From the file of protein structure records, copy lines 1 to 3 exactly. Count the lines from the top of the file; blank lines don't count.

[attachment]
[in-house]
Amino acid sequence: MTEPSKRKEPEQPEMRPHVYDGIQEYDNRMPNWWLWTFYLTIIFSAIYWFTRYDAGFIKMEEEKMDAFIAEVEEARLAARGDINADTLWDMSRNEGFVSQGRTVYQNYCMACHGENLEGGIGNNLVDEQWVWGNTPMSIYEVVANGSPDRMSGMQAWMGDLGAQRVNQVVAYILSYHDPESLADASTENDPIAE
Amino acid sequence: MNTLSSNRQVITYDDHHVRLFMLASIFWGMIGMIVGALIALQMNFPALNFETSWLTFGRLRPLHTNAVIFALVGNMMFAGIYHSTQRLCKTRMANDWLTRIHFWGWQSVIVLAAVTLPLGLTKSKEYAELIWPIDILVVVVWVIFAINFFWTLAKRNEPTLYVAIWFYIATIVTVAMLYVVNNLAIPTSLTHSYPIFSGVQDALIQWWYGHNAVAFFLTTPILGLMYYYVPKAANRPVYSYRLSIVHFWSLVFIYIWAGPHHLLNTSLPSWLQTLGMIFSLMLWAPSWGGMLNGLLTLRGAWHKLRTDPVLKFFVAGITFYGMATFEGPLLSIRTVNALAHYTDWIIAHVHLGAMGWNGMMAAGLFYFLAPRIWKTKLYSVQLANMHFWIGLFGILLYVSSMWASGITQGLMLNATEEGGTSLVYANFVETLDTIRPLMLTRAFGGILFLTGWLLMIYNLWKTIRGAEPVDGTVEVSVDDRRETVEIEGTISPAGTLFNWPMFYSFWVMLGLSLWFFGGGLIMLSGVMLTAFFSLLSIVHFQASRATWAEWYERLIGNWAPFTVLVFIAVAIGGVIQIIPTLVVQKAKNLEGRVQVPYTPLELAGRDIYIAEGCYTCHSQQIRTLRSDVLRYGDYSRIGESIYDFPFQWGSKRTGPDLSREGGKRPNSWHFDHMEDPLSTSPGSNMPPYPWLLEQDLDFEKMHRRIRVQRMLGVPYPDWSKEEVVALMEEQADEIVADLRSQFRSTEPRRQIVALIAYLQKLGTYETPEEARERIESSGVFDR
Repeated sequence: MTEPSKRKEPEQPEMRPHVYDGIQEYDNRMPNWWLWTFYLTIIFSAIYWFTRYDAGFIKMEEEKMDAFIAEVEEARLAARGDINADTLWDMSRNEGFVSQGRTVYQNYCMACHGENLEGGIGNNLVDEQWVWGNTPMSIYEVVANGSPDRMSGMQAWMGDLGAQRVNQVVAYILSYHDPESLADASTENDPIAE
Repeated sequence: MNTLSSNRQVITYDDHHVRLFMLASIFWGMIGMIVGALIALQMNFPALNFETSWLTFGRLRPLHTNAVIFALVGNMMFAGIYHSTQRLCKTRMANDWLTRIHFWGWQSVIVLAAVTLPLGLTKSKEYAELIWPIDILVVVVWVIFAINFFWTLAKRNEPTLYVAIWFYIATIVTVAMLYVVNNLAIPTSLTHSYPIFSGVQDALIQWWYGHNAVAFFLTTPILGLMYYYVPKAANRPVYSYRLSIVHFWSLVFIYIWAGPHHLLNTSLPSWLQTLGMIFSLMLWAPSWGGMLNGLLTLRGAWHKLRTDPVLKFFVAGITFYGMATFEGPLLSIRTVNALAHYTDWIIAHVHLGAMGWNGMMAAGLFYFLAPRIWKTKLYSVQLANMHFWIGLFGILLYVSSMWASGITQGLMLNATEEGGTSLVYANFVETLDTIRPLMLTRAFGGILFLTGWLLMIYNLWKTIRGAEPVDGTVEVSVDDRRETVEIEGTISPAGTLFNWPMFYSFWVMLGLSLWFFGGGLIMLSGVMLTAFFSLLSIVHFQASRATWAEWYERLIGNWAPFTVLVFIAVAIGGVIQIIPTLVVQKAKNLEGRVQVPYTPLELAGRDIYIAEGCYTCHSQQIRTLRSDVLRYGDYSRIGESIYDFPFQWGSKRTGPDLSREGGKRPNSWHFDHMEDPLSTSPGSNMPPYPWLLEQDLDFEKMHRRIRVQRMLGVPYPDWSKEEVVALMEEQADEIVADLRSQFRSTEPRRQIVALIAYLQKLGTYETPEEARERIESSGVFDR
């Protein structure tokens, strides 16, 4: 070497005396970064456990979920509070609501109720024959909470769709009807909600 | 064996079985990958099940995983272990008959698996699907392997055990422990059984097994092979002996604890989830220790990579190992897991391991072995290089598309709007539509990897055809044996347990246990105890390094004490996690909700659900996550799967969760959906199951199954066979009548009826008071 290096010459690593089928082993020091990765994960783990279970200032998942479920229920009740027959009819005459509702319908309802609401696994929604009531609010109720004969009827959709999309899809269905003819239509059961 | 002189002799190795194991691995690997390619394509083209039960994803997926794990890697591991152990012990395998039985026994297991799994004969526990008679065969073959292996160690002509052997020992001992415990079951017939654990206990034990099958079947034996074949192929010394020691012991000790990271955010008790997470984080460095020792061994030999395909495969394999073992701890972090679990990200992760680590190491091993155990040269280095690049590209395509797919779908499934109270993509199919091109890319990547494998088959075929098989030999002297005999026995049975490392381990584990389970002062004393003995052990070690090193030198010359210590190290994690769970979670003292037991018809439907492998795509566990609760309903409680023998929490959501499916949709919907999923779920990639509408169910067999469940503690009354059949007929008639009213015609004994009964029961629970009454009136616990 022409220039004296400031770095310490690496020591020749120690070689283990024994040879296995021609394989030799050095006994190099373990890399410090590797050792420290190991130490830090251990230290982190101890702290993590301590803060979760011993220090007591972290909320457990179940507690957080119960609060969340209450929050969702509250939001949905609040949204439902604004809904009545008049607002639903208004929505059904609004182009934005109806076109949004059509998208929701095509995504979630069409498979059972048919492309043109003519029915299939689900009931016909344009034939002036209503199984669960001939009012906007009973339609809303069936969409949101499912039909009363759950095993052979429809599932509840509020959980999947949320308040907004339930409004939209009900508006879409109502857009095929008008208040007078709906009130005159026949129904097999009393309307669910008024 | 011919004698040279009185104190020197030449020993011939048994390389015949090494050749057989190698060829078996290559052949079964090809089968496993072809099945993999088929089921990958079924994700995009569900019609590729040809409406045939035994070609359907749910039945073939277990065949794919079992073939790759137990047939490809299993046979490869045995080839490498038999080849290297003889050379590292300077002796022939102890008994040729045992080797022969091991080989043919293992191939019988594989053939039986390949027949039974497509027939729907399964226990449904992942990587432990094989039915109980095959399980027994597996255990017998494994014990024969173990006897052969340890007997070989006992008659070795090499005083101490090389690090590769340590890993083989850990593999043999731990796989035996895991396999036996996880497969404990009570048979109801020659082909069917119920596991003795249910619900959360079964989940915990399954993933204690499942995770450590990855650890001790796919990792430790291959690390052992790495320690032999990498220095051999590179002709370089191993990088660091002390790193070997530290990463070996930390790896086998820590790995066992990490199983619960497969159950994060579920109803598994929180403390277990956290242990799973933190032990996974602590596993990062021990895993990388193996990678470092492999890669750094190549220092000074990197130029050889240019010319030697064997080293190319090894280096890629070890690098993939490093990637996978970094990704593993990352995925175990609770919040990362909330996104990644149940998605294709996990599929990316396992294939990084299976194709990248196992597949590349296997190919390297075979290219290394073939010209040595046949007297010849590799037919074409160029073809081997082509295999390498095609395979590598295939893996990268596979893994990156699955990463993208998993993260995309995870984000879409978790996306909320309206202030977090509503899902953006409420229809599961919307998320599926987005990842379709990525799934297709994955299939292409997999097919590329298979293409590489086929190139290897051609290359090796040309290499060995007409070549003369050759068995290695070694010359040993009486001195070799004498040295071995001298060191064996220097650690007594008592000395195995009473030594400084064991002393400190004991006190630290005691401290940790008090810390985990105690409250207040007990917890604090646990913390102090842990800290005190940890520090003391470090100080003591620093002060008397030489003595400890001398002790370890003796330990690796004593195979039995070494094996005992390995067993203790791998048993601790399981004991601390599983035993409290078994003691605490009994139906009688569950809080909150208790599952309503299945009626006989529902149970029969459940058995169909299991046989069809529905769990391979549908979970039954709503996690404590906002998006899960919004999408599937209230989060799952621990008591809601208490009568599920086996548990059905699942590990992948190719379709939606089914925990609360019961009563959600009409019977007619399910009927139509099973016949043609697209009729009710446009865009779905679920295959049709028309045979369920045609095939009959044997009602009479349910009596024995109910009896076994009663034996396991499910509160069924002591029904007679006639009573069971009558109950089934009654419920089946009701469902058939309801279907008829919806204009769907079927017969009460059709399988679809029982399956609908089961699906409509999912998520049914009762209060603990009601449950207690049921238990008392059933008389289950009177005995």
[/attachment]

[in-house]
Amino acid sequence: MTEPSKRKEPEQPEMRPHVYDGIQEYDNRMPNWWLWTFYLTIIFSAIYWFTRYDAGFIKMEEEKMDAFIAEVEEARLAARGDINADTLWDMSRNEGFVSQGRTVYQNYCMACHGENLEGGIGNNLVDEQWVWGNTPMSIYEVVANGSPDRMSGMQAWMGDLGAQRVNQVVAYILSYHDPESLADASTENDPIAE
Amino acid sequence: MNTLSSNRQVITYDDHHVRLFMLASIFWGMIGMIVGALIALQMNFPALNFETSWLTFGRLRPLHTNAVIFALVGNMMFAGIYHSTQRLCKTRMANDWLTRIHFWGWQSVIVLAAVTLPLGLTKSKEYAELIWPIDILVVVVWVIFAINFFWTLAKRNEPTLYVAIWFYIATIVTVAMLYVVNNLAIPTSLTHSYPIFSGVQDALIQWWYGHNAVAFFLTTPILGLMYYYVPKAANRPVYSYRLSIVHFWSLVFIYIWAGPHHLLNTSLPSWLQTLGMIFSLMLWAPSWGGMLNGLLTLRGAWHKLRTDPVLKFFVAGITFYGMATFEGPLLSIRTVNALAHYTDWIIAHVHLGAMGWNGMMAAGLFYFLAPRIWKTKLYSVQLANMHFWIGLFGILLYVSSMWASGITQGLMLNATEEGGTSLVYANFVETLDTIRPLMLTRAFGGILFLTGWLLMIYNLWKTIRGAEPVDGTVEVSVDDRRETVEIEGTISPAGTLFNWPMFYSFWVMLGLSLWFFGGGLIMLSGVMLTAFFSLLSIVHFQASRATWAEWYERLIGNWAPFTVLVFIAVAIGGVIQIIPTLVVQKAKNLEGRVQVPYTPLELAGRDIYIAEGCYTCHSQQIRTLRSDVLRYGDYSRIGESIYDFPFQWGSKRTGPDLSREGGKRPNSWHFDHMEDPLSTSPGSNMPPYPWLLEQDLDFEKMHRRIRVQRMLGVPYPDWSKEEVVALMEEQADEIVADLRSQFRSTEPRRQIVALIAYLQKLGTYETPEEARERIESSGVFDR